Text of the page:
Every year, the Auditor of each of Ohio’s 88 counties publishes a chart like this showing the tax rates for each taxing district in each County.

In Hamilton County, there are 241 distinct taxing districts, each having a complex calculation to develop the net residential and commercial rates of taxation (taxing districts being greater in number than either municipalities and townships or school districts, because the boundaries of some frequently overlap one another). Here are the five highest commercial and residential taxing districts in Hamilton County:

Highest Commercial rates
MunicipalityTownshipSchool DistrictCommercial millageCommercial percentage
WyomingSpringfieldFinneytown135.544.765%
ColombiaMariemont131.3564.618%
SpringfieldFinneytown128.5894.521%
Lincoln HeightsPrinceton123.754.351%
Mt. HealthySpringfieldMt. Healthy121.6654.277%
Highest Residential rates
MunicipalityTownshipSchool DistrictResidential millageResidential percentage
Lincoln HeightsPrinceton111.4663.919%
WyomingSpringfieldFinneytown110.3443.879%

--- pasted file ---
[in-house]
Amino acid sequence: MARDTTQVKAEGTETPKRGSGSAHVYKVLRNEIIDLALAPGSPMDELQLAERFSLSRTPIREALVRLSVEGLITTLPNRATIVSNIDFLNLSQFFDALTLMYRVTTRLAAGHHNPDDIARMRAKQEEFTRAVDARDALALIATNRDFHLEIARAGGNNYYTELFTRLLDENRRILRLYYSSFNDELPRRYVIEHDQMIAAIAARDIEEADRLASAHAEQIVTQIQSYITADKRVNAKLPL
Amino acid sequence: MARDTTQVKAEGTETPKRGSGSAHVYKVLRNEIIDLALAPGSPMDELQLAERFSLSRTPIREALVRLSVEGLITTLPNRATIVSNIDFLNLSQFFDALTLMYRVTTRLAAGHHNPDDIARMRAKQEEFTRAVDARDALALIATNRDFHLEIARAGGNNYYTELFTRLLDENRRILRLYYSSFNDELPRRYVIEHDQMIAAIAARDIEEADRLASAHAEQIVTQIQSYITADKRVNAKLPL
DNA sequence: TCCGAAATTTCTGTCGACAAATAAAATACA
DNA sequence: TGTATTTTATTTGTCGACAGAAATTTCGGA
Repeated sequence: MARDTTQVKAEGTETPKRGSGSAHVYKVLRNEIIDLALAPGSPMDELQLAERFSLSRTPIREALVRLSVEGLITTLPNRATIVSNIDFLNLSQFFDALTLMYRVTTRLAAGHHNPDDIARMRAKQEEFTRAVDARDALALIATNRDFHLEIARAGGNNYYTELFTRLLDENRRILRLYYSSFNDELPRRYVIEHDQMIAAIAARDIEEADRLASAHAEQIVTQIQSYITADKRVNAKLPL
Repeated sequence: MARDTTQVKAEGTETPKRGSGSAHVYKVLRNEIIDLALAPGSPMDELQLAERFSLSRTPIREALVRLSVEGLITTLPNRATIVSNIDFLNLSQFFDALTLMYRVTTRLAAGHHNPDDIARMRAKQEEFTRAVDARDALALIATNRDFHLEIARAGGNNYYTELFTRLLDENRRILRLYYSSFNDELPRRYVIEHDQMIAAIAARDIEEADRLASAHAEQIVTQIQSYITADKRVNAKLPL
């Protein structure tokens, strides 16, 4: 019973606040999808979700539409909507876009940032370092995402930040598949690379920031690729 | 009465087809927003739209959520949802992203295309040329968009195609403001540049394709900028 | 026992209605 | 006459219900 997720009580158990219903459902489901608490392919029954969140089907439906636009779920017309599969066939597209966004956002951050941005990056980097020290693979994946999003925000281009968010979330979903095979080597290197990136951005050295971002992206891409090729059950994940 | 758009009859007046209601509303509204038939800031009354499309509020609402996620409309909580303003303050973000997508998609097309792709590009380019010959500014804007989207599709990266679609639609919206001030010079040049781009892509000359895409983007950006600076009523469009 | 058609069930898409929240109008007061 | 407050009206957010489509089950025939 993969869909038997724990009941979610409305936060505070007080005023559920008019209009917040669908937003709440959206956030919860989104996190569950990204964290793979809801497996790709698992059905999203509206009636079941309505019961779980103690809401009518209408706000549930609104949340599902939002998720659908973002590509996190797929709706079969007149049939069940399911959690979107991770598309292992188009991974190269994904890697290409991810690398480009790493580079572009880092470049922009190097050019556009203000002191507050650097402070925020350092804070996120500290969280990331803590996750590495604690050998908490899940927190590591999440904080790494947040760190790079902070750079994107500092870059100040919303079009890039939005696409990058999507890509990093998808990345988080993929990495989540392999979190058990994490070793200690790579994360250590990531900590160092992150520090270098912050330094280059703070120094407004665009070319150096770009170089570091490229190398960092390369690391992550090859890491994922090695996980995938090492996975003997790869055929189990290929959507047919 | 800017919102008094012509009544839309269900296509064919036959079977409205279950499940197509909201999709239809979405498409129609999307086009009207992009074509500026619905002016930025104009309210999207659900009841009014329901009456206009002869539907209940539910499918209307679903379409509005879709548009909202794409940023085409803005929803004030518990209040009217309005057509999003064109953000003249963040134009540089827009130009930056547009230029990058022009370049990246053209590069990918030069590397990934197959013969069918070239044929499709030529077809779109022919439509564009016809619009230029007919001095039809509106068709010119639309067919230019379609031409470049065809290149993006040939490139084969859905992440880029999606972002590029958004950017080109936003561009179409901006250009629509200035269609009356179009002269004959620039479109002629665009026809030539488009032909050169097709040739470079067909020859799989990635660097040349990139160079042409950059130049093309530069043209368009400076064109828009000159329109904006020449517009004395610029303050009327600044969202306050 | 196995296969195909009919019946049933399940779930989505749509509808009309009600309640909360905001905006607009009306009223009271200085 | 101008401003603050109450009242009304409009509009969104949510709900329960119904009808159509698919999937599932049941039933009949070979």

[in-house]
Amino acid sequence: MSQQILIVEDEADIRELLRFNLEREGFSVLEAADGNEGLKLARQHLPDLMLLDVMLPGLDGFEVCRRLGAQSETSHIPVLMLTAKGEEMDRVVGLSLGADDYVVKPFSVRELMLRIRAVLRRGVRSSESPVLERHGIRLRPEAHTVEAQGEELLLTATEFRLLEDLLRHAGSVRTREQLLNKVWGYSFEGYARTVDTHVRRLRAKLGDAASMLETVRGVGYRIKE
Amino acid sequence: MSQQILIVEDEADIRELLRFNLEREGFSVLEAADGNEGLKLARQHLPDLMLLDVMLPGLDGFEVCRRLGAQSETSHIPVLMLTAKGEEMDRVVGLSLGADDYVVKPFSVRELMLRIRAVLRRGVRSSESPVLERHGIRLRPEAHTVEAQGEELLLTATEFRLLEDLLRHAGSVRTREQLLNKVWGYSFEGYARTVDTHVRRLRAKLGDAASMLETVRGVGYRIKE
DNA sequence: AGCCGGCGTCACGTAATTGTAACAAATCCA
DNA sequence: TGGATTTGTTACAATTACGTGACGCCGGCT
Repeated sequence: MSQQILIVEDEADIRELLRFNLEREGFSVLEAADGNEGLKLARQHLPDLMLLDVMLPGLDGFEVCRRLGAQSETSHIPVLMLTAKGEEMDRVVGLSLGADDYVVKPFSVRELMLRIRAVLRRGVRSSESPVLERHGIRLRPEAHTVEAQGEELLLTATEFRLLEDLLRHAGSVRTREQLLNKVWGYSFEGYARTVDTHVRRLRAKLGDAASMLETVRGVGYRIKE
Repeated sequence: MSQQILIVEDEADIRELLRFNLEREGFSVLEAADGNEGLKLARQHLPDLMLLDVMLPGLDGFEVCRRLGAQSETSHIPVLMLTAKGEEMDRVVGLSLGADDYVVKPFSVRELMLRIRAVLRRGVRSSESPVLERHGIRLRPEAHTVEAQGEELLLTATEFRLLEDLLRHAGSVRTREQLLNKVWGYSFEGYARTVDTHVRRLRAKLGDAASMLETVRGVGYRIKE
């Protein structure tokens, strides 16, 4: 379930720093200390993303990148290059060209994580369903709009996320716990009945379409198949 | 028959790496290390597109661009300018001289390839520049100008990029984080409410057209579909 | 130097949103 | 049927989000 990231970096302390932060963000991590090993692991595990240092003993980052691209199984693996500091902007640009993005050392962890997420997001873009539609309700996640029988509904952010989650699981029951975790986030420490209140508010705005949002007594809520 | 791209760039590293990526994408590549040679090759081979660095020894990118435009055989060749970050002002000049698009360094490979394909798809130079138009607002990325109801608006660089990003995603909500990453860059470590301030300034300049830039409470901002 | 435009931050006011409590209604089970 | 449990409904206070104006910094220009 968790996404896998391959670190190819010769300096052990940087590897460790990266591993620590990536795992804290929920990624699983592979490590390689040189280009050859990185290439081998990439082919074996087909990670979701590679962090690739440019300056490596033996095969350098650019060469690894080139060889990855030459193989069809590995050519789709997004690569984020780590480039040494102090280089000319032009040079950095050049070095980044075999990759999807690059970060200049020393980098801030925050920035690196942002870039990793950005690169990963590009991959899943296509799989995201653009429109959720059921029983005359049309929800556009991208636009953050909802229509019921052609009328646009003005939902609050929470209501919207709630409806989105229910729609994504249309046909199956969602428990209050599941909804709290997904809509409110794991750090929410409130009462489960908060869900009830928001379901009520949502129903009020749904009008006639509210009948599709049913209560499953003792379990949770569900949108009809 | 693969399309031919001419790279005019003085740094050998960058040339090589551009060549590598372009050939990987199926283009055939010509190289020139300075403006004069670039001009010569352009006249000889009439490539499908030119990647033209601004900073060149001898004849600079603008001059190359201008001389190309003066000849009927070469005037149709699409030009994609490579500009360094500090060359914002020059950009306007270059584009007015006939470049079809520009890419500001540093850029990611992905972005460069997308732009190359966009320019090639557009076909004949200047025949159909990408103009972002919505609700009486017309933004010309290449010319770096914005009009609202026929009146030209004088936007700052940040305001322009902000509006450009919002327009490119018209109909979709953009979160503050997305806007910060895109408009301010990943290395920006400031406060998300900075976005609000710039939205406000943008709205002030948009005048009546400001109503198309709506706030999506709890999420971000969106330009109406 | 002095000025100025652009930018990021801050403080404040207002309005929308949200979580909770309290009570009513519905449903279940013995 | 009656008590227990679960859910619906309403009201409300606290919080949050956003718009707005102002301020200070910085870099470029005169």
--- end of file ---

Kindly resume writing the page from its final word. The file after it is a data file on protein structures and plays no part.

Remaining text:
Mt. HealthySpringfieldMt. Healthy104.6193.678%
SpringfieldFinneytown103.3943.635%
Golf ManorCincinnati101.263.560%

As you can see, several Hamilton County commercial districts well exceed 4.0% in annual tax rates (approaching 5.0%) and the highest residential rates are bumping up against the 4.0% threshold.

 

The Cincinnati Area Board of Realtors today reported December 2020 home sales numbers. And once again reported record-breaking home sales:

  • The most home sales of any December in Greater Cincinnati.
  • Average sales and median pricing continued their ongoing increases.
  • Closings in December exploded, up 21.04% against a strong December 2019 with total sales volume up 35.66%.
  • December 2020 home sales were 2,267 compared to 1,873 in December 2019.

You may read the CABR release here.

One of Joe Biden’s first acts as President yesterday was extending the residential eviction moratorium until March 31, 2021. Read the CDC statement on that here.